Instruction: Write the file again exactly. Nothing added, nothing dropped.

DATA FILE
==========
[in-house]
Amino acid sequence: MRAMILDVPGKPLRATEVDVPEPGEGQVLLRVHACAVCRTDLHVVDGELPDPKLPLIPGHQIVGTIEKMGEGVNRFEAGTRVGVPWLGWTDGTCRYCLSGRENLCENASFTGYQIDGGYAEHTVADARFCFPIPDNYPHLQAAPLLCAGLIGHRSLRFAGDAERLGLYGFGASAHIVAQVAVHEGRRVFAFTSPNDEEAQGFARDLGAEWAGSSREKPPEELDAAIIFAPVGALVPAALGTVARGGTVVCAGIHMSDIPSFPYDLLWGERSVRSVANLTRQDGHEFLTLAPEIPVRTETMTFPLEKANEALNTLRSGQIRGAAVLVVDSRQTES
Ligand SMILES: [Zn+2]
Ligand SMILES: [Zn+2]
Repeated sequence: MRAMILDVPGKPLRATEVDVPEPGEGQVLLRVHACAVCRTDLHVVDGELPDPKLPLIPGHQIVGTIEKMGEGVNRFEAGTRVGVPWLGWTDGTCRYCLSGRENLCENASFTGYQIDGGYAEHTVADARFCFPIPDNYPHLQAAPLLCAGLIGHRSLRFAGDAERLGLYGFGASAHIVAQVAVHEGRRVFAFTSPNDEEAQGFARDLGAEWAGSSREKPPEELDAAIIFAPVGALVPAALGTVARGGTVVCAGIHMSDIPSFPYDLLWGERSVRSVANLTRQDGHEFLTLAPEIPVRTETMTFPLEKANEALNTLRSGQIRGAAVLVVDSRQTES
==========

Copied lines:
[in-house]
Amino acid sequence: MRAMILDVPGKPLRATEVDVPEPGEGQVLLRVHACAVCRTDLHVVDGELPDPKLPLIPGHQIVGTIEKMGEGVNRFEAGTRVGVPWLGWTDGTCRYCLSGRENLCENASFTGYQIDGGYAEHTVADARFCFPIPDNYPHLQAAPLLCAGLIGHRSLRFAGDAERLGLYGFGASAHIVAQVAVHEGRRVFAFTSPNDEEAQGFARDLGAEWAGSSREKPPEELDAAIIFAPVGALVPAALGTVARGGTVVCAGIHMSDIPSFPYDLLWGERSVRSVANLTRQDGHEFLTLAPEIPVRTETMTFPLEKANEALNTLRSGQIRGAAVLVVDSRQTES
Ligand SMILES: [Zn+2]
Ligand SMILES: [Zn+2]
Repeated sequence: MRAMILDVPGKPLRATEVDVPEPGEGQVLLRVHACAVCRTDLHVVDGELPDPKLPLIPGHQIVGTIEKMGEGVNRFEAGTRVGVPWLGWTDGTCRYCLSGRENLCENASFTGYQIDGGYAEHTVADARFCFPIPDNYPHLQAAPLLCAGLIGHRSLRFAGDAERLGLYGFGASAHIVAQVAVHEGRRVFAFTSPNDEEAQGFARDLGAEWAGSSREKPPEELDAAIIFAPVGALVPAALGTVARGGTVVCAGIHMSDIPSFPYDLLWGERSVRSVANLTRQDGHEFLTLAPEIPVRTETMTFPLEKANEALNTLRSGQIRGAAVLVVDSRQTES